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The "Physical Web" Could Change Your Life—and Track Your Every Move

Tired of all those single-purpose apps cluttering your smartphone? One to check into your flight, one to rent a car, another to direct you to your eventual destination? Google is working on a solution, a project called “the Physical Web” that would allow users to interact with “smart objects”—such as rental cars, parking meters, or bus stops—without downloading individual apps to use them.

Related to the overhyped “Internet of Things,” the Physical Web would be a network of “smart objects” that each have individual URLs, and broadcast information to nearby users. Bus stops, for example, would broadcast information about the bus schedule to those who search for and connect to it. The project has gotten some recent attention, mostly celebrating its novelty. But the Physical Web raises some serious privacy concerns.

“In principle, Google is designing this so you could roam freely through urban spaces without being identified,” said Walter Valdivia, a fellow at Brookings’ Center for Technology Innovation. But, he explained, companies developing individual smart objects could enable those objects to collect user information. Users interacting with this system could unwittingly provide a “map” of their activities and decisions. “If we become heavy users of the Physical Web, it would be very easy to keep track of your location and what you do,” Valdivia said.

According to Matthew Hindman, an associate professor at George Washington University, this goes beyond the ways in which the government or your ex could already track your movements (through Facebook check-ins, Instagram geotagging, etc.). “We’ve already seen instances where law enforcement is gathering digital data about who was in a particular area at a particular time,” said Hindman, who is currently a fellow at Harvard’s Joan Shorenstein Center for Media, Politics, and Public Policy. “This would have the potential to enhance the scope of that kind of information.”

Valdivia also pointed out that Google has become increasingly targeted in their advertising, and it’s only a matter of time before this project is folded into that effort. “We cannot be naive and assume this is a mere public service.” (Google executives have referred to the Physical Web as “a discovery service.”) Users of the Physical Web could find information from their real-world movements mirrored in their online ads; visit a McDonald’s, for example, and Burger King ads may start appearing on your phone.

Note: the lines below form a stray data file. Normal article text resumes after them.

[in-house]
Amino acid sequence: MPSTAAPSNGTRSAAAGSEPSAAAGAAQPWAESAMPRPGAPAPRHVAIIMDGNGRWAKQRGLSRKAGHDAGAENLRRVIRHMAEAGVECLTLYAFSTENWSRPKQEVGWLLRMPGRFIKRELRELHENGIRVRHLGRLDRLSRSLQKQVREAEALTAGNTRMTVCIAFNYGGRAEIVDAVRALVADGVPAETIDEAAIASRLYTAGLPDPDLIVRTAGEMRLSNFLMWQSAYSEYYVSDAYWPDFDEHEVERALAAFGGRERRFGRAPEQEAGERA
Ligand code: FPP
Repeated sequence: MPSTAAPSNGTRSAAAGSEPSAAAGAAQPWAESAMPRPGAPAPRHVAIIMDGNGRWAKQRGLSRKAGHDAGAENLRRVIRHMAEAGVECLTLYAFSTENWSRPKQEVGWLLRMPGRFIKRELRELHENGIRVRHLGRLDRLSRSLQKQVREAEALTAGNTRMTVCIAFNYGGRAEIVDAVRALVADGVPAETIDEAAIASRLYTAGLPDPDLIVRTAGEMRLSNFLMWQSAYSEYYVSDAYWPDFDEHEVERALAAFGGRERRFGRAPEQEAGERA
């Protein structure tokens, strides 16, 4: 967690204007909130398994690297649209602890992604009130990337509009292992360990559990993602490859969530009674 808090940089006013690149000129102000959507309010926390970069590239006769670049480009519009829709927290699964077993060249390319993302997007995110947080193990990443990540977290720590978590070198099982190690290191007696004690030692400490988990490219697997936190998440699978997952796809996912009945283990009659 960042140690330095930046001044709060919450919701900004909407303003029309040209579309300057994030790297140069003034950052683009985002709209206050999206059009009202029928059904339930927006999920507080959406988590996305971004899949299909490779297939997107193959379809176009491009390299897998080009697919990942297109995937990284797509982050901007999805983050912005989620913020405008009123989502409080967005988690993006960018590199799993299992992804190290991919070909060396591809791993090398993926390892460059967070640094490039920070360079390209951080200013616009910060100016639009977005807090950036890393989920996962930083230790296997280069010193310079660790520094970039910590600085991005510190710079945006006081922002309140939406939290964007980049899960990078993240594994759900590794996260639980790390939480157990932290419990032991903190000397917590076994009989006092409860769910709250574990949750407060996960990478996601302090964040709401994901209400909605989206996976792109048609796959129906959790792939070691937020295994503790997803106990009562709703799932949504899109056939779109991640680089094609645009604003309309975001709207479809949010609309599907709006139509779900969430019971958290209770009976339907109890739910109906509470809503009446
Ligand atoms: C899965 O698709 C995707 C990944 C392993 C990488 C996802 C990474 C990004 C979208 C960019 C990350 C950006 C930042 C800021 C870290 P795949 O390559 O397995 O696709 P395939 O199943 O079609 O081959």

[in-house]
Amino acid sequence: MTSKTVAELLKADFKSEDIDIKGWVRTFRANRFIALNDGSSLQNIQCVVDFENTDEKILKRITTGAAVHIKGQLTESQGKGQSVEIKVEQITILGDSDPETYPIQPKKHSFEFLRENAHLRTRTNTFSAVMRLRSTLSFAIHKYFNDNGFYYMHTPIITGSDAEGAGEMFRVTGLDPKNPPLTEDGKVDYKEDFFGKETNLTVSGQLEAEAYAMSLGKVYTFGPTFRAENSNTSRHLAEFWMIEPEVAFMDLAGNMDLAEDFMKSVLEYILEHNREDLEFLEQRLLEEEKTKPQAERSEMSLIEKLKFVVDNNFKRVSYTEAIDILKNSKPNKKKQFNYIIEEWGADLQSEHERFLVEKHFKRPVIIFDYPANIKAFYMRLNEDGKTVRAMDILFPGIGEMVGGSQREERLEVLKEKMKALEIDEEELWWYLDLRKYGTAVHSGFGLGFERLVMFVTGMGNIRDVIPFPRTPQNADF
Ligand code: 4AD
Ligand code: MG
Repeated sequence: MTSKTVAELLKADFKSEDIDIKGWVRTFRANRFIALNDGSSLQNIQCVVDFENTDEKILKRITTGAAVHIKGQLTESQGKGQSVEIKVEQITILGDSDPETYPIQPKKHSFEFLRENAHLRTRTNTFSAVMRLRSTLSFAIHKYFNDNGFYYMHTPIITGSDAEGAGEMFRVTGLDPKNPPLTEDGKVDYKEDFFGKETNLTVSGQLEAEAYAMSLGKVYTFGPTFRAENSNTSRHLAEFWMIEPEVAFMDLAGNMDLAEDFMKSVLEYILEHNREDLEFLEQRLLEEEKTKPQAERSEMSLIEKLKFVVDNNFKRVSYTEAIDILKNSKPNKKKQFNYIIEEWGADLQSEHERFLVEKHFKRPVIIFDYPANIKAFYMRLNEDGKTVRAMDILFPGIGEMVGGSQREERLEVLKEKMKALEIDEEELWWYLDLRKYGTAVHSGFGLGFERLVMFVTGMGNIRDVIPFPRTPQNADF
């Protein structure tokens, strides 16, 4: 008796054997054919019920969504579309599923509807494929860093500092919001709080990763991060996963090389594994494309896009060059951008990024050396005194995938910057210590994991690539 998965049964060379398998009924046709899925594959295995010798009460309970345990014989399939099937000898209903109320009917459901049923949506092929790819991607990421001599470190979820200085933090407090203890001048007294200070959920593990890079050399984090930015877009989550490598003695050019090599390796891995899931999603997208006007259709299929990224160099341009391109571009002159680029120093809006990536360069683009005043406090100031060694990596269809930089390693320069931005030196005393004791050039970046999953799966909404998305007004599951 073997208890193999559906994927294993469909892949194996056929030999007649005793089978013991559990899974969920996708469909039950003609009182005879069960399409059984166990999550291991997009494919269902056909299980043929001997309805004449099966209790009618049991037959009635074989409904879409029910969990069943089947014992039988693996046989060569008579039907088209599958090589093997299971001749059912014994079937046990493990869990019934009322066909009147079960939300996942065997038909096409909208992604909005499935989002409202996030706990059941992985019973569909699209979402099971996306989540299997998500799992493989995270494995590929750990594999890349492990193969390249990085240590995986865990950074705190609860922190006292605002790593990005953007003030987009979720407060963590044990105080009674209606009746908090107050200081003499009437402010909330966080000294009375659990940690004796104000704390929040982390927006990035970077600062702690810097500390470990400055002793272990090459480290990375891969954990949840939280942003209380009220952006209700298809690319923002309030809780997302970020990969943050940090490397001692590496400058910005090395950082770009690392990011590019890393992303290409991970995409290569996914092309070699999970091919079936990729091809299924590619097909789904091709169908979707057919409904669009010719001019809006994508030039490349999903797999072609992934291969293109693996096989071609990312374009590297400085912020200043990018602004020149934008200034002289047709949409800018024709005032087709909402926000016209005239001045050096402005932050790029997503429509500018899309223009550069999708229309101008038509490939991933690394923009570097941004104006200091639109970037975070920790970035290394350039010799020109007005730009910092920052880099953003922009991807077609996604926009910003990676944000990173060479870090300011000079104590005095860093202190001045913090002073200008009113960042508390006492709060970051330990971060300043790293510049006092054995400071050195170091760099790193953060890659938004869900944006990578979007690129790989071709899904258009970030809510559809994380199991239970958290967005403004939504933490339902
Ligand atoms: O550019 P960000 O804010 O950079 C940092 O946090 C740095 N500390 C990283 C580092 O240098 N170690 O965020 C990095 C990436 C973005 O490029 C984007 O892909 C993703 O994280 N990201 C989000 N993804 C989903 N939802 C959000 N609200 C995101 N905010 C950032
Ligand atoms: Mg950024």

The physical proximity of users occupying the same urban space introduces another whole set of privacy red flags. Hindman also used the example of waiting for the bus and “interacting” with the bus stop, by exchanging information: “The concern is that the person standing next to you at the bus stop could also see part of that information,” he explained. “It’s one thing if someone on the internet manages to get your information, but the guy at the bus stop [getting your information] is a totally different kind of threat.”

Both Hindman and Valdivia expressed that it’s still too early to tell how soon the Physical Web could become a reality. Valdivia explained that while much of the physical infrastructure—the “Internet of Things”—is already in place, there are several factors that are difficult to predict. Ultimately, a lot hinges on popularity, third-party investors, and early adopters of the technology. Hindman added that big projects like these often take on an unanticipated “life of their own,” which make setting a timeline for their effects very difficult. “It’s almost guaranteed that the coolest, most exciting things [in tech] aren’t what the creators envisioned in the first place,” he said.

Hindman said that he isn’t a total pessimist about the Physical Web: “The potential implications are exciting—seamless interaction with digital things would be enormously helpful for people.” But, he adds, if that weren’t the case, then privacy discussions would be irrelevant. “If it isn’t useful, and people don’t get acclimated to using it to a point where they can’t live without it, then of course it isn’t dangerous at all.”